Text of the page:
Consorzio Collio 2024 (175x100)

Young people link wine to sociability (67.7%), over-65s drink it with meals (79.1%)

Enpaia and Censis present the Agricultural World Observatory on the relationship between consumption and different generations
Quality and Italian identity bring all ages of consumption together

For Italians, wine is identity and tradition, but also conviviality and the beauty of being together: in short, in Italy a glass of wine brings everyone together. Among the major generational differences we find the occasions of consumption, which in the young between 18 and 34 years old are usually related to sociability (67.7%), while in the elderly over 65, wine is drunk mainly during meals (79.1%), with adults balancing this statistic (about 55%, in both cases). For 54.8% of Italians, however, choosing a good wine excites them. This is said by the Enpaia-Censis Agricultural World Observatory in its study “Wine consumption by generations. Similarities and differences in consumption patterns by age”, which photographs the evolution over time of Italians' relationship with wine, a product that accompanies them through life cycle as a permanent presence in consumption styles.
“The consumption of wine has a transgenerational character precisely because it is capable of following the evolution of people’s habits in the life cycle”, comments Sara Lena, Censis researcher. “The Observatory reveals some similarities and differences in the relationship of Italians with wine with respect to different generations. The first similarity is that the primacy of the quality guaranteed by the Italian spirit wins, which remains even at the time of inflation. In addition, the cultural aspect is fundamental, because consumers associate material and immaterial values with wine, in which a conscious fruition model made of moderation and responsibility wins. Among diversity, however, generational specificities emerge: young people prefer whites, adults and the elderly prefer reds”.
96.5% of Italians prefer Italian wine, a share that remains high across generations, and 83.1% of consumers prefer PDO and PGI wines. For 96.2% of Italians, Italian wine represents quality, 96.1% taste, 93.8% tradition, 92% identity, and 84.4% sustainability. 87.9% of Italians highly value territorial variations in Italian wines, particularly 80% of young people, 89.9% of adults, and 89.5% of older people. 82.6% of Italians think that climate change will also change the types of wine available, but Italians’ confidence in the ability of wine businesses to meet the challenge of climate change and the challenge of sustainability is high, considering that Italian wineries embody this very value, for 84% of the sample.
Responsible consumption is a constitutive component of the Italian model of relationship with wine and is, at the same time, a transgenerational consumption involving majority shares of people of all age groups. In twenty years there has been an increase in the share of consumers between 18 and 34 years and a decrease in those between 35-64 years and over. As many as 93.8% of respondents think that wine drinking can be educated in moderation and responsibility: 88.4% of young people, 94.3% of adults, and 96.9% of the elderly share this belief. It is therefore not surprising that 75.3 percent of Italians are against initiatives that demonize wine, even in labels. Sharing this rejection are 66.5% of young people, 79.4% of adults, and 73.8%of the elderly.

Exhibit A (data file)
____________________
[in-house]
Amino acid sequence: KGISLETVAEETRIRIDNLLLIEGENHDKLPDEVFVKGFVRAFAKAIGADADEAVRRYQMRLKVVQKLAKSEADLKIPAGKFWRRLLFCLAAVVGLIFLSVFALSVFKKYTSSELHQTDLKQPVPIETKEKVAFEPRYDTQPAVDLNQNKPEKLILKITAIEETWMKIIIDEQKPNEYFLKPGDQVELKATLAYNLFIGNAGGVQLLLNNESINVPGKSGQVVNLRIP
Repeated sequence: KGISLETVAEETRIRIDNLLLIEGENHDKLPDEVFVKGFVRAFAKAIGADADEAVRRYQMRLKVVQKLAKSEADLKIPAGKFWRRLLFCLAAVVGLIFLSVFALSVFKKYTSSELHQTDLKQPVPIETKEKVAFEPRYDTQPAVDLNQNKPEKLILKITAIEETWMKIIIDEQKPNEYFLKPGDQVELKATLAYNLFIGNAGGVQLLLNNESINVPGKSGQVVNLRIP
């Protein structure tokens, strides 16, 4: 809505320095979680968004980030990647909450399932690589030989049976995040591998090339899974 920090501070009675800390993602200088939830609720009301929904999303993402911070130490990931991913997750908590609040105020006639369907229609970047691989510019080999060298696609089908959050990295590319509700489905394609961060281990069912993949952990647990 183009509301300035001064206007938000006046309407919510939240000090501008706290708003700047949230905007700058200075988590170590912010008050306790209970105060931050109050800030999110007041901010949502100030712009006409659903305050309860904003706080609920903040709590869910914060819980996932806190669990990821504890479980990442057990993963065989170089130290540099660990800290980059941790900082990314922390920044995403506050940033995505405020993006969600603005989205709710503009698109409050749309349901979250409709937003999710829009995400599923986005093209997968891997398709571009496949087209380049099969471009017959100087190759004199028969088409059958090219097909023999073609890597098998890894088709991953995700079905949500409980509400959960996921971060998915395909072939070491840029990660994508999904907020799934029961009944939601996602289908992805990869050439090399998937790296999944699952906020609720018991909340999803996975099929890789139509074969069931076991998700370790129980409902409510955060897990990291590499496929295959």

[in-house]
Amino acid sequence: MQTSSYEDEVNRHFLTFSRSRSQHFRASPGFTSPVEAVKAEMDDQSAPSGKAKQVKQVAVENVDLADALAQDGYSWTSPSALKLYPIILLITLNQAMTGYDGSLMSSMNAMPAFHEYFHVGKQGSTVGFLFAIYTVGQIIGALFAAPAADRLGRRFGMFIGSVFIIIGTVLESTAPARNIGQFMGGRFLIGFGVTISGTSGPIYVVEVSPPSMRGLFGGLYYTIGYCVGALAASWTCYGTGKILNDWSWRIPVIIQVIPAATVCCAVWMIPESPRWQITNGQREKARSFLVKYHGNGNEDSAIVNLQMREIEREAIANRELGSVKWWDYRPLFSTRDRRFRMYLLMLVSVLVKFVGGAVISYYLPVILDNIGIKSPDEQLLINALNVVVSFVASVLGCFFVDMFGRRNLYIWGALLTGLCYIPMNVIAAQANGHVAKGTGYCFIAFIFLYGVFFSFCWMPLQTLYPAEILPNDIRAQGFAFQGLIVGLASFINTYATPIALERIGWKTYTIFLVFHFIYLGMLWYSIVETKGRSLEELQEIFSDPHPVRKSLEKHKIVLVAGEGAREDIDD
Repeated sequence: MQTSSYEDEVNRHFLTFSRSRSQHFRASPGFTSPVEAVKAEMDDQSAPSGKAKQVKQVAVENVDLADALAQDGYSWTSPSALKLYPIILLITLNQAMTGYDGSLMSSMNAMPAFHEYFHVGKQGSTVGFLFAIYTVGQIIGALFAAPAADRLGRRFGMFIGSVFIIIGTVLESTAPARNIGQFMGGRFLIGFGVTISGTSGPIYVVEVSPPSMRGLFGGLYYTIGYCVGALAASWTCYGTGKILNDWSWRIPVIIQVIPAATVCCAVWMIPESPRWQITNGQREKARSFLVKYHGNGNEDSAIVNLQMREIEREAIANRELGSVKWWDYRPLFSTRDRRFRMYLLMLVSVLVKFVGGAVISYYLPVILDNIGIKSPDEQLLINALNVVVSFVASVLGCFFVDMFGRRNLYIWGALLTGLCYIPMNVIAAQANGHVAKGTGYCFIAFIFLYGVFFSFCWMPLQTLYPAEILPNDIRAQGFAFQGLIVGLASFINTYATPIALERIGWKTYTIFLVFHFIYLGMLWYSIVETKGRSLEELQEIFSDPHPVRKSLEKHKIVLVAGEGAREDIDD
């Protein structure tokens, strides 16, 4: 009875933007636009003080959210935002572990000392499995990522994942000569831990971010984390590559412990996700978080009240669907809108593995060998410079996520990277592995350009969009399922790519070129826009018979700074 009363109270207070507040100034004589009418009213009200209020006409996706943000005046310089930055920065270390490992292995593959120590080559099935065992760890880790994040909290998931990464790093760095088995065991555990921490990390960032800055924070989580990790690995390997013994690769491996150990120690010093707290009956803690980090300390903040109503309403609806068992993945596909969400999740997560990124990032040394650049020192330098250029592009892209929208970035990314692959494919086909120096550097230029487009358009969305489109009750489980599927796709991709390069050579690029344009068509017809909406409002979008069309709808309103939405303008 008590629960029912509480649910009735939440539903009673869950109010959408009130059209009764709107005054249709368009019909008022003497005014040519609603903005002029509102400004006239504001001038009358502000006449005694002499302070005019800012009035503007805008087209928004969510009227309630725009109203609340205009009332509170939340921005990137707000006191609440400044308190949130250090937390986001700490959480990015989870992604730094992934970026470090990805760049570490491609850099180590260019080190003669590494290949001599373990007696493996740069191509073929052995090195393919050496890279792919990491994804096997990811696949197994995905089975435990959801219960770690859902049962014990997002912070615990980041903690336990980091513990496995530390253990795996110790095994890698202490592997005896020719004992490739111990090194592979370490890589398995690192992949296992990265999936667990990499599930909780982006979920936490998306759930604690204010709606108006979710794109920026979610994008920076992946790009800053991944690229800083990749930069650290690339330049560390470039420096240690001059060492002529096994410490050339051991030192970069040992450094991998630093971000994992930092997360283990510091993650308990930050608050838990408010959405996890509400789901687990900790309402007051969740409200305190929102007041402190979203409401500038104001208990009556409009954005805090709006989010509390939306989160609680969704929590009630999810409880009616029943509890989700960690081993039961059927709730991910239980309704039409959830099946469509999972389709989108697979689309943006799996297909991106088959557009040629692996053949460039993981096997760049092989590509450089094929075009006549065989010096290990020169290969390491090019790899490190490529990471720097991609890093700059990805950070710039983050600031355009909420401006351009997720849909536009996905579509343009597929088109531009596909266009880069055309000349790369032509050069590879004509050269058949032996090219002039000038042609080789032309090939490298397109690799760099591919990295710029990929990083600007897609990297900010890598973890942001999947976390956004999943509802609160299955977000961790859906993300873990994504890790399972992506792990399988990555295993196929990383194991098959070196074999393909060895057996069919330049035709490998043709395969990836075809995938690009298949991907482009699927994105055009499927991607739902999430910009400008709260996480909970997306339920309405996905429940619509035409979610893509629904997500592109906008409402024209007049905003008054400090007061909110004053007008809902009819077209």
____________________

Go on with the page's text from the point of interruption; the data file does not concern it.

“Once again consumers, including young people”, says Gian Marco Centinaio, vice president of the Senate, “are choosing the top of the range: Italian products are of quality, representing territories and craftsmanship. Wine tourism is increasingly becoming a widespread phenomenon in our country, resulting in a positive revitalization of the territory, of tourism, including foreign tourism, and of our products. In this sense, politics must help accompany this cultural development without demonizing the product. Wine is not a drink, but a food that should be considered healthy, as it is not bad for your health, if consumed moderately”.
“The Enpaia-Censis Observatory of the Agricultural World has drawn up an important, interesting and useful research, especially in this difficult market period”, says Federico Girotto, CEO of Masi Agricola. “Moreover, we have found confirmation of the relevance of the factors on which Masi has been working for years, including range expansion, the indispensability of anchoring to the territory, emotionality, quality and sustainability: elements that can also be found in the many new products we presented at Vinitaly”.
A certainly positive note and a spur come from Giorgio Piazza, president of the Enpaia Foundation, who concludes by saying, “A positive element emerges from the Enpaia-Censis Observatory on wine consumption by generations, which is that of a 5% increase in young people who consciously drink wine, linking it inextricably to relationality and conviviality, taking into account quality and geographical indication of origin; that is, it is a conscious, responsible and informed consumption. Adults drink wine in a different mode, at lunch and dinner, thus linking it to a more traditional conviviality. However, this is a transgenerational consumption that highlights how wine is a product that intimately accompanies the lifestyle of Italians”.

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